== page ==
The World Health Organisation (WHO) confirmed that 70% of deaths (40 million people) were caused by non-communicable diseases (NCDs) in 2017, and that it is a real and growing threat in Asia.

This is a result of a combination of genetic, physiological, environmental and behavioural factors. Lifestyle diseases could sometimes also be the consequence of poor diets, lack of physical activity, abuse of tobacco and alcohol, and unsustainable environmental practices - attributes of most developing cities in this region.

The implications on the industry are significant, with added healthcare costs and greater demand for access to quality medicines emerging from the NCD epidemic. Medicines not only have to fight these diseases quickly and effectively, it ideally needs to treat with minimal downtime to suit the urban patient pool.

Working with pharmaceutical partners, the Zuellig Pharma Commercial Solutions team has launched several innovative medicines to combat the rising issue of lifestyle diseases in Asia. Overseeing the end-to-end process of launching, development, and marketing, the team has introduced products like an anti-hypertension drug, and an oral therapy to treat symptomatic uterine fibroids.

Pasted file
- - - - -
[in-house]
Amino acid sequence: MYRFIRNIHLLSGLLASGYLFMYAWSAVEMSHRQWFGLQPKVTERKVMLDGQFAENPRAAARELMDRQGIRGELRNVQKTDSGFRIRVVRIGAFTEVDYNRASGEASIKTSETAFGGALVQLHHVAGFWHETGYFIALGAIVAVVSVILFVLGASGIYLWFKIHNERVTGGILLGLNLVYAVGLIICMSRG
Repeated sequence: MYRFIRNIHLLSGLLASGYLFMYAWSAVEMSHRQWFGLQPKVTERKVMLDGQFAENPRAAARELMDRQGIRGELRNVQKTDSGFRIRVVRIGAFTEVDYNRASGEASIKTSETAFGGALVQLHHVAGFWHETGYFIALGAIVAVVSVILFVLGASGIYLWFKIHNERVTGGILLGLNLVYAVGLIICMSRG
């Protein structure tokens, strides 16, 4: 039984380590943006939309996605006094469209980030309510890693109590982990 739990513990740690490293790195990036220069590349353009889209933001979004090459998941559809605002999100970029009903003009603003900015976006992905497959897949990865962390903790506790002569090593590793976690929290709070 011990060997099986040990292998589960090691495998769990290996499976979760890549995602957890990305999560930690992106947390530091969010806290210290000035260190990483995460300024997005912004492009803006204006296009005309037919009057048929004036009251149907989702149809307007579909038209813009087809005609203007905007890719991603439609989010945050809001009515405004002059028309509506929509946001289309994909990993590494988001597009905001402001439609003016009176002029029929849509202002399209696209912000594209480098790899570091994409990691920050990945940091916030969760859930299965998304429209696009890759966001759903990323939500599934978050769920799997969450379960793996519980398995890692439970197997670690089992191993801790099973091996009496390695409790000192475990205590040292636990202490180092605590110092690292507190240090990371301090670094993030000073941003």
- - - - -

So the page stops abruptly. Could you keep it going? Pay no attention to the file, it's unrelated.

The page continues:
Key industry and government stakeholders and healthcare practitioners have been involved in the initial market trials for our in-licensed products, and the medicines have so far been well received. “These innovative drug solutions not only have high efficacy to treat lifestyle diseases but have also delivered results in a quicker time - suited for a time-starved population in certain markets,” shares John Graham, Senior Vice President Commercial Solutions at Zuellig Pharma.

Building awareness for any new products require agile resourcing, deep understanding of regulatory policies and local medical and trade channel expertise. “We have been working in Asia for almost a century and have insights on each market and its requirements. Our extensive reach and strong relationships across the industry allows us to successfully launch and deliver these medicines to places that require them the most,” George comments.

“In an environment of stricter regulations, intensifying competition and pricing pressure in developing countries, successfully launching and growing brands relies very much on your knowledge of the local market. We have a wealth of data and experience that can be tapped on by partners who are keen to explore opportunities in this region.”